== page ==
What You Should Know
- 75% of Americans are chronically dehydrated.
- In 37% of Americans, the thirst mechanism is so weak that it is often mistaken for hunger.
- Water consumption increases your resting metabolic rate, which transfers into more fat loss. One experiment measured the effects on 7 men and 7 women who drank 500 milliliters, or just over a pint, of water. That amount resulted in a 30% increase in resting metabolic rate within 10 minutes of drinking, and reached maximum effects in 30-40 minutes.
- One glass of water will shut down midnight hunger pangs for almost 100% of
- the dieters studied in a University of Washington study.
- Lack of water, the #1 trigger of daytime fatigue.
- Preliminary research indicates that 8-10 glasses of water a day could significantly ease back and joint pain for up to 80% of sufferers.
- Drinking 5 glasses of water daily decreases the risk of colon cancer by 45%, plus it can slash the risk of breast cancer by 79%, and one is 50% less likely to develop bladder cancer. Water dilutes and eliminates carcinogens.
- The human body is 60% water. Babies are approx. 70% water.
- Muscle is 72% water, and fat is about 10% water.
- Intracellular water accounts for two-thirds of the body’s water, and the other third is extracellular.
- Hydration of a muscle cell leads to an increase in muscle protein synthesis. This creates an anabolic state, or state of growth. When a cell is dehydrated it favors a catabolic state, or muscle tissue breakdown.
- Dehydrated cells characterize many diseases, such as cancer.
- The structures of protein contain water, as does glycogen, the stored form of carbohydrates in the body. Each gram of glycogen is stored with 3 grams of water.
- Water is the primary solvent, dissolving various nutrients. These nutrients include: minerals, vitamins, amino acids, and glucose. Water also aids in the digestion and absorption of these nutrients, as well as their transport through the blood stream and into the tissues and cells.
- A large percentage of blood is comprised of water. By restricting your water intake, you end up retaining more. This is due to a protective mechanism your body uses to maintain proper blood volume.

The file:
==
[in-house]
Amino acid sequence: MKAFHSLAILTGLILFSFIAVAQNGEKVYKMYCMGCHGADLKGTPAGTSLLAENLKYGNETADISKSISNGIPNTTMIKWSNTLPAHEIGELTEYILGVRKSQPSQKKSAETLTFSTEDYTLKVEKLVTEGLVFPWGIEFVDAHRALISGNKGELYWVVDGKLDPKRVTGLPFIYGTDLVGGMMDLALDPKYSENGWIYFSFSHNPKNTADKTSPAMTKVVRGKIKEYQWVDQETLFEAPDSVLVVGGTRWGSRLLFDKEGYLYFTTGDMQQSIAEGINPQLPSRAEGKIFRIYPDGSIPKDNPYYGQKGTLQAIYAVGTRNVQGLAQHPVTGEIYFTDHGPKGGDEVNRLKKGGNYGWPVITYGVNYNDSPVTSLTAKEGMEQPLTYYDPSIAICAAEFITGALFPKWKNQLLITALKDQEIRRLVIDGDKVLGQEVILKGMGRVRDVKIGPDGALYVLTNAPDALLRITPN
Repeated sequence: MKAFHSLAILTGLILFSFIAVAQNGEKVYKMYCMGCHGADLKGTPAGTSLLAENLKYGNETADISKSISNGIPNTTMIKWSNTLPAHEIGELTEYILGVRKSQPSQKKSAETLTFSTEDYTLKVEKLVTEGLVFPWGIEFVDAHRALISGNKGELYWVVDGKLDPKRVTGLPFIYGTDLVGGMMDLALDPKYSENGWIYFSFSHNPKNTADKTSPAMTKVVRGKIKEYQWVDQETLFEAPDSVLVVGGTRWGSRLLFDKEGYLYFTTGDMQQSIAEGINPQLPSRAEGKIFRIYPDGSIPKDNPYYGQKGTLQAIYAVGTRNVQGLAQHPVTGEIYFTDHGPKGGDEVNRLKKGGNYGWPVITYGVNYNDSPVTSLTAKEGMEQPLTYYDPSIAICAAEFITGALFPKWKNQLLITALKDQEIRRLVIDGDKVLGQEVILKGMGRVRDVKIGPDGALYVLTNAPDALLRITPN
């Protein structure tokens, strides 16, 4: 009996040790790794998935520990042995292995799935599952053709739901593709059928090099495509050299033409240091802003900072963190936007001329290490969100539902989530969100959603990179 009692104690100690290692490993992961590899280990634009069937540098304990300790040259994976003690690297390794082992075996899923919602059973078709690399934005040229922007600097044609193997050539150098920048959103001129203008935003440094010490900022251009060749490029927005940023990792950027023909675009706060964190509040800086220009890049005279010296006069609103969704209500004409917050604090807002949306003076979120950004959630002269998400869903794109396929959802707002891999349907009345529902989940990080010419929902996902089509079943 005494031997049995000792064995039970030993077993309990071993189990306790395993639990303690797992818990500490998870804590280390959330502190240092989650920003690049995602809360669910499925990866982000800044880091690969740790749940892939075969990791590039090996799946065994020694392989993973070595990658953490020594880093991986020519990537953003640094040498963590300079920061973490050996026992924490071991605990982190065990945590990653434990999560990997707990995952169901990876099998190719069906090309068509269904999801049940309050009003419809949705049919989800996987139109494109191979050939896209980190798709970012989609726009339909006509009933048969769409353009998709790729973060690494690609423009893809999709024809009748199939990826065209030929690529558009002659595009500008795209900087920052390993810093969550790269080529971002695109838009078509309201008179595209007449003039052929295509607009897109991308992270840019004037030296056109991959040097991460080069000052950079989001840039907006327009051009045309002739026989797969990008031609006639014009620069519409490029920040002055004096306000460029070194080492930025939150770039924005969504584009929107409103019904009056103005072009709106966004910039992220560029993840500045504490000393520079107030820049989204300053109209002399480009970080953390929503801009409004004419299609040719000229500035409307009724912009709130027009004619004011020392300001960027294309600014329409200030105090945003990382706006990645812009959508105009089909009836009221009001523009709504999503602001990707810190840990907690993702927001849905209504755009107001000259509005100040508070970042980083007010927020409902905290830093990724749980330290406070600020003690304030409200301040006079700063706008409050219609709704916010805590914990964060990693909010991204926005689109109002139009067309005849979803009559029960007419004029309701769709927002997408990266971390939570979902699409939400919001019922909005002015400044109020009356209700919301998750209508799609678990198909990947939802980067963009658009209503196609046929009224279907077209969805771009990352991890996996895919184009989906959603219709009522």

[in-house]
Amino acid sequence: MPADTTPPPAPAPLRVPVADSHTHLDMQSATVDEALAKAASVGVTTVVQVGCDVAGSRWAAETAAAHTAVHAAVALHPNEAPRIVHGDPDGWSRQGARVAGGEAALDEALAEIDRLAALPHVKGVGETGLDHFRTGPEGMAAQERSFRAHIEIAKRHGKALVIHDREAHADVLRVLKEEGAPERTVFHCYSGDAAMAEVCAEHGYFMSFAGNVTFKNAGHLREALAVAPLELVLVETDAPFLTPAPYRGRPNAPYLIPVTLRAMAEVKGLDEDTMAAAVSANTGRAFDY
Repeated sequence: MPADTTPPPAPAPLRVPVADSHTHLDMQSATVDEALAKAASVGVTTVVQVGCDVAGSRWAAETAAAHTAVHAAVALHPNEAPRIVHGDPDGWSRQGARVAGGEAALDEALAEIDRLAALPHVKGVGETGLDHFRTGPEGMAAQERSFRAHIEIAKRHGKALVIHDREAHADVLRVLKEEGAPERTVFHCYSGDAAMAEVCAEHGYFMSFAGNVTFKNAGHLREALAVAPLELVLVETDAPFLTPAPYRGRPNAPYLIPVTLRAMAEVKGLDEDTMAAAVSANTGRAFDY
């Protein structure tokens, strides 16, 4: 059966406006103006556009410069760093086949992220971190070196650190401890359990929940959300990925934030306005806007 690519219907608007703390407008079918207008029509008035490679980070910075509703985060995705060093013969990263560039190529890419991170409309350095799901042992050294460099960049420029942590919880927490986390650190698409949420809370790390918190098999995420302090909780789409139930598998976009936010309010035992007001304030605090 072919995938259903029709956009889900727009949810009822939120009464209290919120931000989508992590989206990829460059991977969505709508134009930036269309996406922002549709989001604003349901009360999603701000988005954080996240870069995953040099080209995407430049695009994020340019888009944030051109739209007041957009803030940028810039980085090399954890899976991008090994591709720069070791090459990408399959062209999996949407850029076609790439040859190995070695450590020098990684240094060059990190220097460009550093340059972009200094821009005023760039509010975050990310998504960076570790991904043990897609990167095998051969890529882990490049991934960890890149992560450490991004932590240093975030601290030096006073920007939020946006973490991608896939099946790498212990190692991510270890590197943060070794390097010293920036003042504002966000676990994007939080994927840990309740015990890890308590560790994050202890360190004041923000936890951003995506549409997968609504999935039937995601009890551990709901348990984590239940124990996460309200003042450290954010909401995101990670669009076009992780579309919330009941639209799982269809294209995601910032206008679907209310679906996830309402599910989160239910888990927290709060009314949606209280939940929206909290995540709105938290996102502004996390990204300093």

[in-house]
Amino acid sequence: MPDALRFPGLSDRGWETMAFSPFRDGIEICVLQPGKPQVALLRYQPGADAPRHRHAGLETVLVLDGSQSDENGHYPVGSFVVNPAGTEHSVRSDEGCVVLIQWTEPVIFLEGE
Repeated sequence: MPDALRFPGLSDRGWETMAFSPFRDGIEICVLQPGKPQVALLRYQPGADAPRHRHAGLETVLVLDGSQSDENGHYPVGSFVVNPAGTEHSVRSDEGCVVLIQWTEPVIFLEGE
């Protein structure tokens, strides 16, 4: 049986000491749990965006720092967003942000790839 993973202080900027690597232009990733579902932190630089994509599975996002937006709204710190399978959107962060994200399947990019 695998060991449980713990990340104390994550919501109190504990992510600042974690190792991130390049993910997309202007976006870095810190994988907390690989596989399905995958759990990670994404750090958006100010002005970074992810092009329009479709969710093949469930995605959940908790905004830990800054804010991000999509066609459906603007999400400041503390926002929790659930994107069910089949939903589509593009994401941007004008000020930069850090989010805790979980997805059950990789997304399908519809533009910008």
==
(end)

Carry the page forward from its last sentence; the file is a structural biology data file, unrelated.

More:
- The temperature of the water you drink plays a role in how powerful the thermogenic effect becomes. The colder the water, the more your body has to work to bring it to normal temperature. This causes you to expend an additional amount of calories due to the amount of energy used.
- Drinking too much water can be dangerous. More is not always better. Too much can dilute the electrolytes needed for brain function, as well as lead to convulsions even death. Losing too much sodium causes edema, or swelling of the brain.
How much water should I drink?
Calculating the total amount of water needed on a daily basis is fairly easy and can be done in a number of ways. Three of the more popular methods I use with my clients are:
- Drink half of a gallon of water for every 100 lbs. of body weight, per day. For example, if you weigh 150 lbs. you would drink 3/4 of a gallon of water per day.
- Drink 0.6 ounces of water per pound of bodyweight per day. I have found this amount to be a little short of what is needed for those who are physically active, but it’s close to the above figure.
- Drink one milliliter of water (each ounce contains 30 milliliters) for each calorie you consume. So, for every 1,000 calories you consume you should drink approx. 1 quart of water.
Preventing dehydration during exercise
Here are three ways to ensure proper hydration during your workouts or other physical activity:
- Drink about 20 oz. of water a couple hours prior to your workout.
- Drink up to a quart of water during exercise.
- Drink between 150-200% of the total fluids lost, following the workout. This is also a great time to supplement with electrolytes, as these will need to be replaced.